Tennis: Bonfire of the certainties

By James Lawton

Andy Murray is looking good. Photo /AP
Andy Murray is looking good. Photo /AP

Even in this tournament, the brief convulsion of Andy Murray threatened to claim new levels of improbability.

It provoked the bizarre possibility of the fall of a great player more sudden, more dramatic than anything yielded by these past few days which have shaken the foundations of tennis' highest ground.

This was because Murray, unlike the fallen trio of multiple champions - as in Rafa Nadal, Roger Federer and now Serena Williams - had given no hint that he too might be heading towards the sport's version of the Bermuda Triangle in southwest London. Indeed it was precisely the opposite because his crisis came immediately after the shot of this tournament and no doubt many others.

Indeed, the cross-court forehand passing shot which left the Muscovite veteran Mikhail Youzhny shaking his head in bewilderment incited some claims that it may have been the best shot seen here since Federer produced his unforgettable backhand down the line at a pivotal stage of his 2008 losing final with Nadal.

It broke Youzhny with its force - it might have come from a howitzer - and the brilliance of his conception.

Federer, Nadal, and the vibrant Novak Djokovic would have been proud to claim authorship of such a shot.

Yet what did it deliver? Simply full-blown crisis, the possibility that Djokovic might be the last great player standing in the tournament that may yet be remembered for the bonfire of the certainties.

Having cruised through the first set, Murray broke the 31-year-old, 28th ranked Youzhny in the third game of the second. Murray had only to attend to the details of the demolition. Instead, he entered a vortex as shocking as the ones inhabited by Nadal, Federer and yesterday, at the hands of the superbly committed German grasscourt specialist Sabine Lisicki, Williams, the owner of 16 grand slam titles.

The wider Murray contingent were as stunned as the legion of new Laura Robson fans.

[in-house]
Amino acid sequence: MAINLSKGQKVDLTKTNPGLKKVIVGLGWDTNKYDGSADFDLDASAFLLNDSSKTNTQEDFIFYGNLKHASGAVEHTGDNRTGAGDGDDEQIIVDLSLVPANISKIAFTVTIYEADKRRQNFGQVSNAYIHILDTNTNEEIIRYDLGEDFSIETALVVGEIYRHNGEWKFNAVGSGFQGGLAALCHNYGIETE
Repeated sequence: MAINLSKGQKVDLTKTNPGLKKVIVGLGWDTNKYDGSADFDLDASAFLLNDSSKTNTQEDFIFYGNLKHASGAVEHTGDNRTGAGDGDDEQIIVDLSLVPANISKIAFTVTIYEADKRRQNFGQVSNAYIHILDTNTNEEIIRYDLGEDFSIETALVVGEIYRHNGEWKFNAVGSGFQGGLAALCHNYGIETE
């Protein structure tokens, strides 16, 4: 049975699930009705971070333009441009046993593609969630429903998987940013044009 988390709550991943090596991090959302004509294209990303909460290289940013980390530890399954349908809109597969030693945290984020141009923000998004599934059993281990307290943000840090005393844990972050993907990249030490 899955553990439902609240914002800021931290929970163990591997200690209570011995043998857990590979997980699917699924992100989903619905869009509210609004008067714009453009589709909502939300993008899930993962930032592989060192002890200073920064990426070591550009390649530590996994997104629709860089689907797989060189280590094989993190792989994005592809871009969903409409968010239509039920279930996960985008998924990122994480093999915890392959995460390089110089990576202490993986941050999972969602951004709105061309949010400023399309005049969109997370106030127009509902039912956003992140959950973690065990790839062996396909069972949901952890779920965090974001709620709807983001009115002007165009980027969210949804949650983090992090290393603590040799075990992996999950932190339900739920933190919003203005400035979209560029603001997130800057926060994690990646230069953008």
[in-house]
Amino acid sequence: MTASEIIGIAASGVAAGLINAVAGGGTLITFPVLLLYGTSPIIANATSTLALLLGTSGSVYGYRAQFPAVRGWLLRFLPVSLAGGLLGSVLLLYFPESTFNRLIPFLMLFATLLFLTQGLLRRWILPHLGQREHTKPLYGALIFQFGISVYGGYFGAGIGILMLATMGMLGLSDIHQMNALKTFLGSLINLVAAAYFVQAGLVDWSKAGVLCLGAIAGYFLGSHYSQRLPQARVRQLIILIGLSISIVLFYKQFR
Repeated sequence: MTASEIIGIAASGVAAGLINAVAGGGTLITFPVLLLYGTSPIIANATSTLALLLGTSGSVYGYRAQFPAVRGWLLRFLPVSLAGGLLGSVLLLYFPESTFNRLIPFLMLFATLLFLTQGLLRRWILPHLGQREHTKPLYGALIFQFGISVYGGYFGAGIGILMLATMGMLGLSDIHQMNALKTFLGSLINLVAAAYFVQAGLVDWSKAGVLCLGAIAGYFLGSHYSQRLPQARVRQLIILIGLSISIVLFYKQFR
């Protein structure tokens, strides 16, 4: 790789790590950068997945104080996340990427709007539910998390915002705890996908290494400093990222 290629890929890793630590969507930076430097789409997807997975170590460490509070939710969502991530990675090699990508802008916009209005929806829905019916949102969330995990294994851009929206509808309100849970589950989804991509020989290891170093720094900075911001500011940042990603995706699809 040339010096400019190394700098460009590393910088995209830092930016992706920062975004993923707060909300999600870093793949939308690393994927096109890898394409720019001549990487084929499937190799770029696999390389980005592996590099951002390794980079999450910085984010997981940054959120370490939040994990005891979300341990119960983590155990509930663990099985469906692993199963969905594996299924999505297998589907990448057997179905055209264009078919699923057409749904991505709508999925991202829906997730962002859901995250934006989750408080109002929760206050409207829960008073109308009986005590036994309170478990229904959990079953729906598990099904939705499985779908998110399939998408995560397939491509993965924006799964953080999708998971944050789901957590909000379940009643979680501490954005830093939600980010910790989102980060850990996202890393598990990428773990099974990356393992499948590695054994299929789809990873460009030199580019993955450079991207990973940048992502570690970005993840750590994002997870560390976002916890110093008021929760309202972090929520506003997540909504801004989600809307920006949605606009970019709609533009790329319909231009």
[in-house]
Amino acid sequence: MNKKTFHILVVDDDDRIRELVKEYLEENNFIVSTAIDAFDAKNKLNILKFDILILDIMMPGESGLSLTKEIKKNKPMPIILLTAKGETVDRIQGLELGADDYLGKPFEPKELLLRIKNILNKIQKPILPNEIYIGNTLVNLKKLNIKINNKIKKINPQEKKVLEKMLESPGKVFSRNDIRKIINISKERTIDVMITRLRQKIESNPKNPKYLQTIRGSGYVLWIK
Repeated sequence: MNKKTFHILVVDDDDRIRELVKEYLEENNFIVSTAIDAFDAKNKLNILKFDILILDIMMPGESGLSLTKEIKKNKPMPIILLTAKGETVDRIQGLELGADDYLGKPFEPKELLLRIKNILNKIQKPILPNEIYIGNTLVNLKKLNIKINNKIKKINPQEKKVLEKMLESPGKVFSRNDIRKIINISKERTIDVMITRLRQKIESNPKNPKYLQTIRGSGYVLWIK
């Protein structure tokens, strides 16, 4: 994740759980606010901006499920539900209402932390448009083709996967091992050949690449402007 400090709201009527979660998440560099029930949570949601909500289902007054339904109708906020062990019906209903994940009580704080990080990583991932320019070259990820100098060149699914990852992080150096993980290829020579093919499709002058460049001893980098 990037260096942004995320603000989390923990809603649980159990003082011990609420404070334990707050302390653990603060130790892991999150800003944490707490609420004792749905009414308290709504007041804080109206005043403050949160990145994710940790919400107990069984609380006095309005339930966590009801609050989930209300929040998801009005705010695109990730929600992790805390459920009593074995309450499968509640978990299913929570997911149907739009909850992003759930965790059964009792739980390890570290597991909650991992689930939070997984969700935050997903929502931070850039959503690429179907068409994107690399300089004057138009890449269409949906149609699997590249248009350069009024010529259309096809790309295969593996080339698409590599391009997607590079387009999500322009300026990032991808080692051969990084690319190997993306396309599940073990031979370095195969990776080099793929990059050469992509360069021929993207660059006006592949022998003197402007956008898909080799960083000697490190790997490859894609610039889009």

Murray crashed and burned to 2-5 down. Youzhny, the old battler, conjured some shots of impressive quality and another one of those overcooked Wimbledon fantasies was turning into a crisp.

However, Murray is a player of nerve and fine judgment. He produced a passing shot on the run which defied time and geometry and told Youzhny that the break-out was over. Murray won it in three sets, 6-4 7-6 6-1, finishing on a tide of confidence. It was as though the bad thing hadn't really happened, it was just some bizarre and malevolent illusion.

It may be that Robson will emerge as a serious player at the highest levels of tennis but nothing in her performances here justified the kind of ordeal imposed upon her by her squealing, cheering fans.

After losing to her Estonian opponent, Robson said it was great that a lot of young women and girls had come to see her play.

If there was a lesson in Robson-Kanepi yesterday, it was that great players are not created by the yearnings of a crowd in search of a new hero or heroine. They come about by the application of great talent over a number of years - and a hunger to win a place in the highest levels.

In all the labour sometimes something magical happens and a great leap is made. That is the challenge facing Laura Robson.

It is one conquered some time ago by Murray. Yesterday he merely announced that he was proofed against the worst of the fates conjured by this extraordinary tournament.

He found himself in an extremely menacing place. Then he remembered that he was indeed a great player. The result was nothing less than a bombardment of evidence.

Shock value

Fate of the top 10s

Round one

Steve Darcis bt 5-Rafa Nadal 7-6 7-6 6-4

Laura Robson bt 10-Maria Kirilenko 6-3 6-4

Monica Puig bt 5-Sara Errani 6-3 6-2

Round two

Sergiy Stakhovsky bt 3-Roger Federer 6-7 7-6 7-5 7-6

Ernests Gulbis bt 6-Jo-Wilfried Tsonga 3-6 6-3 6-3 (withdrew)

Kenny de Schepper bt 10-Marin Cilic (withdrew)

Kaia Kanepi bt 7-Angelique Kerber 3-6 7-6 6-3

Petra Cetkovska bt 9-Caroline Wozniacki 6-2 6-2

Michelle Larcher De Brito bt 3-Maria Sharapova 6-3 6-4

Flavia Pennetta bt 2-Victoria Azarenka (withdrew)

Round three

Bernard Tomic bt 9-Richard Gasquet 7-6 5-7 7-5 7-6

Round four

23-Sabine Lisicki bt 1-Serena Williams 6-2 1-6 6-4.

- Independent

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